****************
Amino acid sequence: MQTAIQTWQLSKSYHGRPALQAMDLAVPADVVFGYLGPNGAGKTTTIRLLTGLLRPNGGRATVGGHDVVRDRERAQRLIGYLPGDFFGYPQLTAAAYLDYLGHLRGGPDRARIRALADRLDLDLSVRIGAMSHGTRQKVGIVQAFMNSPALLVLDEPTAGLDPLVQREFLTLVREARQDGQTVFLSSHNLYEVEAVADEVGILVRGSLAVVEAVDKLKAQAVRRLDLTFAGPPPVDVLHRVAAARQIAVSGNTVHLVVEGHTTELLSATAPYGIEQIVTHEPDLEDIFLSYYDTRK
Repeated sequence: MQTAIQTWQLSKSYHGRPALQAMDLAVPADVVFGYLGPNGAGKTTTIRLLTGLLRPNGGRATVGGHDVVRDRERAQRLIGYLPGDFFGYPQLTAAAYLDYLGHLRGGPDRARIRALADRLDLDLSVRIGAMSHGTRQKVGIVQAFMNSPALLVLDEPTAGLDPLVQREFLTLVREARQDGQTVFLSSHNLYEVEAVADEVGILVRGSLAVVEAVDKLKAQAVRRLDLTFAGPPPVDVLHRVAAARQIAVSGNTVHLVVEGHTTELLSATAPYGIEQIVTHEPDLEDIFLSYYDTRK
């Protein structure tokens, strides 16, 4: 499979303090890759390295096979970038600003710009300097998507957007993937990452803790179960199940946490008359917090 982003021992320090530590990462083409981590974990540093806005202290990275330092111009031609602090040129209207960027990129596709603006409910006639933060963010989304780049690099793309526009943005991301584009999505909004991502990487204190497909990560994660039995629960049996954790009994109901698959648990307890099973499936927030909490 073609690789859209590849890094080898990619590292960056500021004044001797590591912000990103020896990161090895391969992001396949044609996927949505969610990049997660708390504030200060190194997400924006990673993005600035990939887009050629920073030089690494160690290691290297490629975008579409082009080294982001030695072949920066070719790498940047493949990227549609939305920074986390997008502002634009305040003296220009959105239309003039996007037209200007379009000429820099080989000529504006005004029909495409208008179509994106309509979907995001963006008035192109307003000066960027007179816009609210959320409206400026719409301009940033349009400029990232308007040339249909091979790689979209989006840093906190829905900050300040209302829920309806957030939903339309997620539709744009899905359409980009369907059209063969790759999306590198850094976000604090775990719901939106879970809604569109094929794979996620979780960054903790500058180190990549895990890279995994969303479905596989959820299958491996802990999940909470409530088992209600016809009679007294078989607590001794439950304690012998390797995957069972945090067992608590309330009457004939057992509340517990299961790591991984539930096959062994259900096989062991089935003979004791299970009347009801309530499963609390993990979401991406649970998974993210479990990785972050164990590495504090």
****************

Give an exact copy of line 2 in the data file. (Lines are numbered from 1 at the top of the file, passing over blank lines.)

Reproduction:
Repeated sequence: MQTAIQTWQLSKSYHGRPALQAMDLAVPADVVFGYLGPNGAGKTTTIRLLTGLLRPNGGRATVGGHDVVRDRERAQRLIGYLPGDFFGYPQLTAAAYLDYLGHLRGGPDRARIRALADRLDLDLSVRIGAMSHGTRQKVGIVQAFMNSPALLVLDEPTAGLDPLVQREFLTLVREARQDGQTVFLSSHNLYEVEAVADEVGILVRGSLAVVEAVDKLKAQAVRRLDLTFAGPPPVDVLHRVAAARQIAVSGNTVHLVVEGHTTELLSATAPYGIEQIVTHEPDLEDIFLSYYDTRK